One of the things I like best about this time of year is all the lovely berry fruits that are becoming available. This pudding is a real favourite in our household, probably because all these fresh fruits are only in the shops for a very short time each year.
Soft and tremblingly tasty, this pudding is full of lovely fresh flavours . . . tart currants, sweet raspberries, blueberries, tay berries . . . cherries . . . this is summer at it's finest in a bowl.
Do plan ahead as it needs to be put into the fridge the night before in order for it to set up properly and for the lovely fruit juices to soak meltingly into the bread. Also be sure to use a good loaf of white bread, not the ordinary sliced bread that is for every day use, and so soft and squidgy. Buy a good and sturdy loaf, and let it go stale. You want it to be a couple of days old so that it will soak in the juices better.
This delicious pudding is one of my favourite things about summer. Tart . . . sweet . . . this pudding contains all the goodness of summer in every mouthful. Plan ahead as it needs to sit overnight to set up.
750g/1lb 14oz mixed summer fruit
(such as raspberries, red, white and blackcurrants, tayberries, loganberries, blackberries, cherries and blueberries)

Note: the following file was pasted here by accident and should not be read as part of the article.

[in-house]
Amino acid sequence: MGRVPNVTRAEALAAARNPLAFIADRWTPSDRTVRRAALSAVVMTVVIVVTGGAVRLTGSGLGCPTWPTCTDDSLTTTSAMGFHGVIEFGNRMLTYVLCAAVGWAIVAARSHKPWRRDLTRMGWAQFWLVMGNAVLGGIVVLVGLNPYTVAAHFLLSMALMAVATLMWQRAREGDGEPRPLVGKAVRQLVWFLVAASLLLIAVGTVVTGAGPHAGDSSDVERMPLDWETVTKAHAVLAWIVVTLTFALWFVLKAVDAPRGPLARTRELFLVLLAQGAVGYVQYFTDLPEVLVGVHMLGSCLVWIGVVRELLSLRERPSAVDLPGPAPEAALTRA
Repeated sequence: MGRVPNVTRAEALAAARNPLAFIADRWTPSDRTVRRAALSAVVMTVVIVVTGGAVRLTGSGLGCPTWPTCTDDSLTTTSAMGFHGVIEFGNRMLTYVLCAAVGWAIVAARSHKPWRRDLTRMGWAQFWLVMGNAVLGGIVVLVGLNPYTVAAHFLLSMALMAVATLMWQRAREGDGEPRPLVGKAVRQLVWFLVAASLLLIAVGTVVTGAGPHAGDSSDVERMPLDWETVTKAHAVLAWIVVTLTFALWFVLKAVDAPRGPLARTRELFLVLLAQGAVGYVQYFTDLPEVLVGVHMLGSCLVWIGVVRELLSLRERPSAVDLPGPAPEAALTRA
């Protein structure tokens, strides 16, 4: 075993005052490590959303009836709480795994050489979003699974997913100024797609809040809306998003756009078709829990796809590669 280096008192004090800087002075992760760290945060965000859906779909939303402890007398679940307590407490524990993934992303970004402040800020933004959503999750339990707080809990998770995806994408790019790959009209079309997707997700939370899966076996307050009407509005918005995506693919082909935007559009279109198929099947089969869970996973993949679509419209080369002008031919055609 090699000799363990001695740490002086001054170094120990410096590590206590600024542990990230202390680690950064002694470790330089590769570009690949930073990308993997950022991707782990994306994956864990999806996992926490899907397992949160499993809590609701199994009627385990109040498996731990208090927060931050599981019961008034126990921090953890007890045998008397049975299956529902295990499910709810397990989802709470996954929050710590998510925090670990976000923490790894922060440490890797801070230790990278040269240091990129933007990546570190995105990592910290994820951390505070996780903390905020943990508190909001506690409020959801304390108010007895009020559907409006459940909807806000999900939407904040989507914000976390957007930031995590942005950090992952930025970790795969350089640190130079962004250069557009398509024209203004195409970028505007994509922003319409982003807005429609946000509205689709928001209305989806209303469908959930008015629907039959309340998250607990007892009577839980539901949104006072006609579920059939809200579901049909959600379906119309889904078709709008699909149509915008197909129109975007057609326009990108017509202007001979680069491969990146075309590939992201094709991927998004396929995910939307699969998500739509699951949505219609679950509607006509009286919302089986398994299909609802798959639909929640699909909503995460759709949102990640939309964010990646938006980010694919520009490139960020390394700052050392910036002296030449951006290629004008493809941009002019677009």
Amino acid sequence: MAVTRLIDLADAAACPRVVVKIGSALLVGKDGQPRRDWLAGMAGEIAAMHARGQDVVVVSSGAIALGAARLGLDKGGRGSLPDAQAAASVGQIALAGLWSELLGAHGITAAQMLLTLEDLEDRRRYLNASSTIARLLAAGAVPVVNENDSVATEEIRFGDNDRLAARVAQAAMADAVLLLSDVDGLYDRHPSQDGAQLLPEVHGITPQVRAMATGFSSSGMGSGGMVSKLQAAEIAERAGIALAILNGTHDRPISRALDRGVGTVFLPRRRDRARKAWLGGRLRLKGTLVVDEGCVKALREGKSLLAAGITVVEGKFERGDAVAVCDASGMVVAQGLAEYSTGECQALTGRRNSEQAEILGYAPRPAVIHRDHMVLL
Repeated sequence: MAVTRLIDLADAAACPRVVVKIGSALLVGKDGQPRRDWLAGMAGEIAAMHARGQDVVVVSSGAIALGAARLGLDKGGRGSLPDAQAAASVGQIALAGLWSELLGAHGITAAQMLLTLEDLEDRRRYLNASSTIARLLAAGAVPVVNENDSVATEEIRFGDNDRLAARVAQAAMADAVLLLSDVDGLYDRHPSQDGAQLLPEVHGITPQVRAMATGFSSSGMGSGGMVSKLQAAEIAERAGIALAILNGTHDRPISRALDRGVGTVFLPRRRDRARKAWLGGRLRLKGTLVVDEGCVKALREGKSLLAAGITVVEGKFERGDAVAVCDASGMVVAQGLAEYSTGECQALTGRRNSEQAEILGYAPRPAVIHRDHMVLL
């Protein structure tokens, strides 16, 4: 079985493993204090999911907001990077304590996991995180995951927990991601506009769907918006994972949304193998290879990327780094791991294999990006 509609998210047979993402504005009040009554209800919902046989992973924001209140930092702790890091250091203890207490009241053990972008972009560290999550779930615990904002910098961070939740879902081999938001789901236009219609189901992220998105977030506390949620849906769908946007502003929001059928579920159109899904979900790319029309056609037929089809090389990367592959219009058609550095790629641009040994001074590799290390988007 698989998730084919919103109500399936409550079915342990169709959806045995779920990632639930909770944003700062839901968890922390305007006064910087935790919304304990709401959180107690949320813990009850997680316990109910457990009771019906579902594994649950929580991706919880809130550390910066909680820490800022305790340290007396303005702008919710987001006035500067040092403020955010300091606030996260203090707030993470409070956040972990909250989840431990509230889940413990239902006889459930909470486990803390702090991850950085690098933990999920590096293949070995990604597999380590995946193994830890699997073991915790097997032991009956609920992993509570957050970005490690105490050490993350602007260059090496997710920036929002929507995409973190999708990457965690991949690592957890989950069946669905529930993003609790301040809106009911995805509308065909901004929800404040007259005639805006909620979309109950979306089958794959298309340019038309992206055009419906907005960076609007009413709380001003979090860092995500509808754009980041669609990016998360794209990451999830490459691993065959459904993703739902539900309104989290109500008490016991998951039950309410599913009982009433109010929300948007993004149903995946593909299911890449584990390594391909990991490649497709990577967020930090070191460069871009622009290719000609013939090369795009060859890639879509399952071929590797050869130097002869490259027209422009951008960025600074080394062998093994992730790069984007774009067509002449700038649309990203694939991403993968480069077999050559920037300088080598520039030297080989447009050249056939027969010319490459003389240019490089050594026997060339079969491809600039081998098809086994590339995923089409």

185g/6½oz caster sugar
1 medium loaf good-quality white bread, slightly stale
2 tbsp cassis or blackcurrant cordial
creme fraiche for serving
You will need a 2 pint pudding basin.
Place all the fruit in a pan, removing any stalks as necessary. Add the sugar and then heat and cook them over medium heat for 3 to 5 minutes, only until the sugar has dissolved and the fruit begins to give up some of it's juices. Please be careful not to over cook them. Stir in the cassis or blackcurrant cordial. Set aside while you get the bread ready.
Trim off all the crusts from the bread and cut the bread into thin slices. Cut one round slice out of the bread to fit the bottom of the basin and place it into the basin. Line the pudding basin with the slices of bread, overlapping them and sealing well by pressing any edges together. Fill in any gaps with small pieces of bread, so that no juice can get through when you add the fruit. spoon all of the fruit and its juices into the pudding basin. Trim the tips of bread from around the edge. Cover the top of the fruit with more wedges of bread. Place the pudding basin on a plate to collect any juices. Find a saucer that fits neatly inside the bowl, and place it on top to cover the upper layer of bread, then weigh the saucer down with weights - unopened tin cans come in very handy for this.. Let it cool, then place in the fridge overnight.
The next day, remove the weights and the saucer. Run a thin blade around the edges, then invert the basin onto a shallow serving plate. Serve, cut into slices or spooned out, and topped with a good dollop of Creme Fraiche.